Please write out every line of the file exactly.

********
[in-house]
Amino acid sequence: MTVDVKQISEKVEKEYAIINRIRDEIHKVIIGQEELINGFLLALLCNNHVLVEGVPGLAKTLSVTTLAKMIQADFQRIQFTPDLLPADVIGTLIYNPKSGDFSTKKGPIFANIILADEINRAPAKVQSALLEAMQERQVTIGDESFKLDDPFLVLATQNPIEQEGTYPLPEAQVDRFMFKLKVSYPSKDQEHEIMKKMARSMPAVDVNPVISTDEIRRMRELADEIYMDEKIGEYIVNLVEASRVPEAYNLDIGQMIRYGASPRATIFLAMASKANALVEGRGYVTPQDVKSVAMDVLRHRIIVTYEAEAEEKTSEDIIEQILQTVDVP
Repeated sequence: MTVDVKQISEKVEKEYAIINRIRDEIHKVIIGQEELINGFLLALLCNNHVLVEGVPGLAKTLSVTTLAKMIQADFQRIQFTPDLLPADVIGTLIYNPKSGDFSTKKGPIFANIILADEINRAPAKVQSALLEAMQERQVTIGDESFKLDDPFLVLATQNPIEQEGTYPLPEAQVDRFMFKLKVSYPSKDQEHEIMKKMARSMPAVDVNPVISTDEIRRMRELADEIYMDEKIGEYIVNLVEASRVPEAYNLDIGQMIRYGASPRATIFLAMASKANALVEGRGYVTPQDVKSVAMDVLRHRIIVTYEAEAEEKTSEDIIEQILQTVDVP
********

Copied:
[in-house]
Amino acid sequence: MTVDVKQISEKVEKEYAIINRIRDEIHKVIIGQEELINGFLLALLCNNHVLVEGVPGLAKTLSVTTLAKMIQADFQRIQFTPDLLPADVIGTLIYNPKSGDFSTKKGPIFANIILADEINRAPAKVQSALLEAMQERQVTIGDESFKLDDPFLVLATQNPIEQEGTYPLPEAQVDRFMFKLKVSYPSKDQEHEIMKKMARSMPAVDVNPVISTDEIRRMRELADEIYMDEKIGEYIVNLVEASRVPEAYNLDIGQMIRYGASPRATIFLAMASKANALVEGRGYVTPQDVKSVAMDVLRHRIIVTYEAEAEEKTSEDIIEQILQTVDVP
Repeated sequence: MTVDVKQISEKVEKEYAIINRIRDEIHKVIIGQEELINGFLLALLCNNHVLVEGVPGLAKTLSVTTLAKMIQADFQRIQFTPDLLPADVIGTLIYNPKSGDFSTKKGPIFANIILADEINRAPAKVQSALLEAMQERQVTIGDESFKLDDPFLVLATQNPIEQEGTYPLPEAQVDRFMFKLKVSYPSKDQEHEIMKKMARSMPAVDVNPVISTDEIRRMRELADEIYMDEKIGEYIVNLVEASRVPEAYNLDIGQMIRYGASPRATIFLAMASKANALVEGRGYVTPQDVKSVAMDVLRHRIIVTYEAEAEEKTSEDIIEQILQTVDVP